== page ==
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I Crave, Therefore I Am: Helping Teens Normalize Cravings Part One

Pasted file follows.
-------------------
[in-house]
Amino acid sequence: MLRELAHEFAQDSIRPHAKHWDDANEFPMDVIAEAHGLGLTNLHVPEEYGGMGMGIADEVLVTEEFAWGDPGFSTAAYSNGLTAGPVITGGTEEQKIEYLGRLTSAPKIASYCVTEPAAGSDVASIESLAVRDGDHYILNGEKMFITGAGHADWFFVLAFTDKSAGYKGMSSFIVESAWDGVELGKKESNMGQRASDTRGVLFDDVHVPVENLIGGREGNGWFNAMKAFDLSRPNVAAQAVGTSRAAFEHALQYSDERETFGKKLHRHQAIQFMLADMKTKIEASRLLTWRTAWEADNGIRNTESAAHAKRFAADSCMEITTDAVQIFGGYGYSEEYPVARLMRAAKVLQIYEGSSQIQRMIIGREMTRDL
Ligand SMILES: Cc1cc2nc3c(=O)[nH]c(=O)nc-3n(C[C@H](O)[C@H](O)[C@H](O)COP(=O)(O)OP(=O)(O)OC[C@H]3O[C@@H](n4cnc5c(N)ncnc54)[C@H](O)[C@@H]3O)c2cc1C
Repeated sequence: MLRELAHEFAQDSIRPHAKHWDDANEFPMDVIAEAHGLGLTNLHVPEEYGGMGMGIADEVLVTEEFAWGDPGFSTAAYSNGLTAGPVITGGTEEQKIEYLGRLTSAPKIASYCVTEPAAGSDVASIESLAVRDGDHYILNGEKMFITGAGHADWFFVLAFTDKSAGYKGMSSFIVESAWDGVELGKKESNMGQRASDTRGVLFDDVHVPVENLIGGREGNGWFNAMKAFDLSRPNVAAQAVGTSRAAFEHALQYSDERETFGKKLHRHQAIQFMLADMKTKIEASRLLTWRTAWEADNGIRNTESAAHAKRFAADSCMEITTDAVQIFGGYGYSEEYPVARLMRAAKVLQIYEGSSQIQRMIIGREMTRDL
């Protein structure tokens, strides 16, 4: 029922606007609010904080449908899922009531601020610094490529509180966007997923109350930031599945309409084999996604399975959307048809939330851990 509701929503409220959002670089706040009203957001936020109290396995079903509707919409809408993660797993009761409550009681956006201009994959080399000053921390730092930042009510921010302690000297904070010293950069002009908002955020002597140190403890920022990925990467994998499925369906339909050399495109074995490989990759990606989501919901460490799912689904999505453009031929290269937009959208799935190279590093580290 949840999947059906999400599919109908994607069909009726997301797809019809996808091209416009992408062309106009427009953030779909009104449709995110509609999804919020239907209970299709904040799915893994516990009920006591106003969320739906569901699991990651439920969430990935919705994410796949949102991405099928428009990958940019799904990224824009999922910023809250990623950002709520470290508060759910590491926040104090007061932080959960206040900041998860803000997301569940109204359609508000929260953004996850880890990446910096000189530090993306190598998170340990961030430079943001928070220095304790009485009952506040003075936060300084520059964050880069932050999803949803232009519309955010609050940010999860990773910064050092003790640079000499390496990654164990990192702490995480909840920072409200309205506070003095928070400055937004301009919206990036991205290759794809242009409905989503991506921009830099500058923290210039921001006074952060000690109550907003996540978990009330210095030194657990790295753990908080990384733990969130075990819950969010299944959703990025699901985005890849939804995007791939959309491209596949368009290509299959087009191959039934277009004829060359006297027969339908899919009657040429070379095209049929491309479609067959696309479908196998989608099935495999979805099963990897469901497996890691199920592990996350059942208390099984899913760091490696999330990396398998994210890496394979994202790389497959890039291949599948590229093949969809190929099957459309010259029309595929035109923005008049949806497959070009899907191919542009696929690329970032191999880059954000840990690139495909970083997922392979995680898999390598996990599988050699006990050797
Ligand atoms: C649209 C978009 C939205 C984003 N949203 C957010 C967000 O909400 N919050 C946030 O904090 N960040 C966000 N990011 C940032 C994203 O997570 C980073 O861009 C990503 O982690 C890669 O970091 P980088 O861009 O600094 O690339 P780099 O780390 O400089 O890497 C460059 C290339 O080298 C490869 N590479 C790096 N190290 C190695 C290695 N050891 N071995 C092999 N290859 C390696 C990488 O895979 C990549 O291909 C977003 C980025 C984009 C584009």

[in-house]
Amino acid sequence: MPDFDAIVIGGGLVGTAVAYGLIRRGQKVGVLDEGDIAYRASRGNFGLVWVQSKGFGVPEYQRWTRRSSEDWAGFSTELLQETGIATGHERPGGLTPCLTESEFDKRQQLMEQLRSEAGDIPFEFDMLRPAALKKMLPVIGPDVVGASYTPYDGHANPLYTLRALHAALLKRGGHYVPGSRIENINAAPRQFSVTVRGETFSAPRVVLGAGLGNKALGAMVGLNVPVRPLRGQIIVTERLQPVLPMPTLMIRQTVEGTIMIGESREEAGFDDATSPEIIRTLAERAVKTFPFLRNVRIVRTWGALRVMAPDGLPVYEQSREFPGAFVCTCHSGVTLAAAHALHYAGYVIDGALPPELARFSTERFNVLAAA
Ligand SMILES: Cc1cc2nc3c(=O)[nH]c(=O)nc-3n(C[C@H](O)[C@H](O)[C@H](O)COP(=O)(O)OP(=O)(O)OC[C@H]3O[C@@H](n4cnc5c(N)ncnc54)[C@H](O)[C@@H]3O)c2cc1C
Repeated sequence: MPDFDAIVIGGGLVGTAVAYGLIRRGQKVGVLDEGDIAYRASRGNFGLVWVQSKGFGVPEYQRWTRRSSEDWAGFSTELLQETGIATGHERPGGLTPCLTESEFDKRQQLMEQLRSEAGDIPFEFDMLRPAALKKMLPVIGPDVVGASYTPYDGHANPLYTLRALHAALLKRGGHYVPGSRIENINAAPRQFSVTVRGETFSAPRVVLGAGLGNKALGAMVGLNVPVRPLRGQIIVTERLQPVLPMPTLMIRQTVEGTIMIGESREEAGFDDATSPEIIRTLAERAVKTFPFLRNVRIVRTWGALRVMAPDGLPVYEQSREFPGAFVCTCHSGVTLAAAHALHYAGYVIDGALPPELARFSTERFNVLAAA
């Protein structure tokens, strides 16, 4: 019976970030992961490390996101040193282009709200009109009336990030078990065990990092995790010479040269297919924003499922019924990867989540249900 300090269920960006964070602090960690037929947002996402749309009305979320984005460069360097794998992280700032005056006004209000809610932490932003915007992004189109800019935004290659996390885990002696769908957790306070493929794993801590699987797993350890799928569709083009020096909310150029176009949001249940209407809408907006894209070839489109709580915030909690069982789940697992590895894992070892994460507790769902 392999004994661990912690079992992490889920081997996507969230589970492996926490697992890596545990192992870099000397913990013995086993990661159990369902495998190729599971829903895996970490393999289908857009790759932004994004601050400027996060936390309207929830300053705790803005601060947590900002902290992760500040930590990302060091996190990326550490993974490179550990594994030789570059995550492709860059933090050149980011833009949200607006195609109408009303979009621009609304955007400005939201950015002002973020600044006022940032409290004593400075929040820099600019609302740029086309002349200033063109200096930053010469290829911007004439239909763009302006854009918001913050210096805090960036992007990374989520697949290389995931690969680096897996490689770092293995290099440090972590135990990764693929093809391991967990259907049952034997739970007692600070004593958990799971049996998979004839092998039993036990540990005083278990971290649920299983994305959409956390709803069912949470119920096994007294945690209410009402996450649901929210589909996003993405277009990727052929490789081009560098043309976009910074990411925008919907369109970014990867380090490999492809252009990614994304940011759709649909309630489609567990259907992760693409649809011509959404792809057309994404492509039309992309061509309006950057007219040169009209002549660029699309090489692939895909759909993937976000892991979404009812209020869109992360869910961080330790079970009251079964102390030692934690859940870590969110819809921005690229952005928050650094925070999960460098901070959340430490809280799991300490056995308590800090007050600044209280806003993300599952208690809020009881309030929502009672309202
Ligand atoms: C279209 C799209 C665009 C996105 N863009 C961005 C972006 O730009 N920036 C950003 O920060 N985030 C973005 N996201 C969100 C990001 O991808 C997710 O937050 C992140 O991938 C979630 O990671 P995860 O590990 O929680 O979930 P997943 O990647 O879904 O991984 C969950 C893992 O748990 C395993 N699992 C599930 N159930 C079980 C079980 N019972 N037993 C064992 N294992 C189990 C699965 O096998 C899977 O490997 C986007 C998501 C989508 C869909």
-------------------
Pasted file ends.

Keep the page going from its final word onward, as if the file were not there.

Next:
“It’s closer to me than my breath,” a friend shared with me this morning. He wasn’t referring to the love he has for his fiancée, his creative writer’s muse, the passion he has for his work, the adoration he feels for his children. No; none of these. What then, what was it, this entity so viscerally embedded in his being, entwined like festive garlands in the helixes of his DNA, in the pulse in his veins, something more profoundly affecting than the very air in his lungs? The emotional experience my friend was referring to was the desire to drink and use, an experience which any addict or alcoholic can tell you makes what Linda Blair’s famously demon-raddled character endured in “The Exorcist” seem like a walk in a rather charming park. “In those moments,” he continued, “there is no girlfriend, there are no kids, there is no job, there is no writing, no sponsees, no sponsor, no tomorrow no nothing. It’s all there is.” An immediate electric fibrillation of frosty recognition flashed down my spine, hovering stuck for a split second in a fearful choked bubble at the back of my throat. I knew with all too well-hewn familiarity what he was talking about: those times when my alcoholism has me obsessed with the “Exit” sign above the door of my sobriety, when it reduces my wonderfully expansive, meaningful, richly colorful life down to an unbearably agonizing pinprick where the looped and loopy-making soundtrack is a relentless ear-bleed yammer of “want, need, NOW”. Then, in his next breath, my friend spoke of his gratitude – an appreciation of such profound breadth and depth that it transcends words – that hellish though this deathly dance is, that thank God (of his understanding), he is now equipped with the recovery and sobriety-maintenance tools afforded him by working the Twelve Steps of Alcoholics Anonymous. Again, as he spoke that immediate somatic drenching of familiarity came to me – but this time the sensation was one of full-body relief, a radiating “ahhhh” sound vibrating through those previous shards of silent, patiently hibernating relapse, melting those eel-like squirming fear-slivers on impact, mercifully resetting the prescription in my perspective’s lens to sane and sober. Easily done? Well, “easy” is relative; at times I can certainly say it’s easier than others to work my Program and stop my spaceship crashing fatally to earth. It’s a daily practice and within that 24 hours sometimes a micro-process which by necessity has me use the tools on a second to second basis. I’m also hugely grateful that when my alcoholic simian does pop up, chattering and frothing on my shoulder, that I have an adult brain to approach it with; my rational thought and behavior processor, the pre-frontal cortex, has been fully-developed for over two decades now. Working with teenagers, I always make an effort to be mindful that their neuro-defense attorney in addiction-negotiations is not Pre-Frontal Cortex Esquire, but rather Amygdala Esquire: the emotional, impulsive, instinct-driven part of our gray matter. Does this mean that neurologically that teenagers are at a significant disadvantage to adults when trying to get and remain sober? On paper, it might seem so – but in actuality, not so much. Please read Part Two of this post to find out why – and how adult readers, whether in recovery or “normie,” can learn from teenager brain and mind. Jo Bainbridge MFTi07272 is a Primary Therapist and the Marketing Manager at Destinations To Recovery, a boutique six-bed dual-diagnosis treatment center for teens in the Topanga Mountains, Southern California. Jo welcomes your comments and questions and can be reached at [email protected]